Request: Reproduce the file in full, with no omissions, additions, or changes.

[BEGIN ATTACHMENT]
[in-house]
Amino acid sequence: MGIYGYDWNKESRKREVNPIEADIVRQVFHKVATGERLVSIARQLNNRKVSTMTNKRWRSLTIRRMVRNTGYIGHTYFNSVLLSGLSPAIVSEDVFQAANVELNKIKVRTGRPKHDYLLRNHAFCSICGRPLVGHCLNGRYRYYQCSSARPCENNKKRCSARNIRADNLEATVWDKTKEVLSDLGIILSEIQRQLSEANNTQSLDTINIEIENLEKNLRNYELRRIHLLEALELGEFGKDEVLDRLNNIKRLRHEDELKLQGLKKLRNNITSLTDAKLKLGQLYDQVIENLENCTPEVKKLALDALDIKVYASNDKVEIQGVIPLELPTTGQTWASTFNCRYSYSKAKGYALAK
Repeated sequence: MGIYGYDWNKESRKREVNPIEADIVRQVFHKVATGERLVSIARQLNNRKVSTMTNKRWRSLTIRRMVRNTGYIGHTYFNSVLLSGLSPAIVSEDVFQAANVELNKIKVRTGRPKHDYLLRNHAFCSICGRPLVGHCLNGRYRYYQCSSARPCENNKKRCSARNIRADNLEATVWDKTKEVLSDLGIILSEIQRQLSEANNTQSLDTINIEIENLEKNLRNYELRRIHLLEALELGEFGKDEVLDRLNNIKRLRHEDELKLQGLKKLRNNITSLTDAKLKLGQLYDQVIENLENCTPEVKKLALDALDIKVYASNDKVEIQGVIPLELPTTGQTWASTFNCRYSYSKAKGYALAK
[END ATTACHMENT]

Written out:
[in-house]
Amino acid sequence: MGIYGYDWNKESRKREVNPIEADIVRQVFHKVATGERLVSIARQLNNRKVSTMTNKRWRSLTIRRMVRNTGYIGHTYFNSVLLSGLSPAIVSEDVFQAANVELNKIKVRTGRPKHDYLLRNHAFCSICGRPLVGHCLNGRYRYYQCSSARPCENNKKRCSARNIRADNLEATVWDKTKEVLSDLGIILSEIQRQLSEANNTQSLDTINIEIENLEKNLRNYELRRIHLLEALELGEFGKDEVLDRLNNIKRLRHEDELKLQGLKKLRNNITSLTDAKLKLGQLYDQVIENLENCTPEVKKLALDALDIKVYASNDKVEIQGVIPLELPTTGQTWASTFNCRYSYSKAKGYALAK
Repeated sequence: MGIYGYDWNKESRKREVNPIEADIVRQVFHKVATGERLVSIARQLNNRKVSTMTNKRWRSLTIRRMVRNTGYIGHTYFNSVLLSGLSPAIVSEDVFQAANVELNKIKVRTGRPKHDYLLRNHAFCSICGRPLVGHCLNGRYRYYQCSSARPCENNKKRCSARNIRADNLEATVWDKTKEVLSDLGIILSEIQRQLSEANNTQSLDTINIEIENLEKNLRNYELRRIHLLEALELGEFGKDEVLDRLNNIKRLRHEDELKLQGLKKLRNNITSLTDAKLKLGQLYDQVIENLENCTPEVKKLALDALDIKVYASNDKVEIQGVIPLELPTTGQTWASTFNCRYSYSKAKGYALAK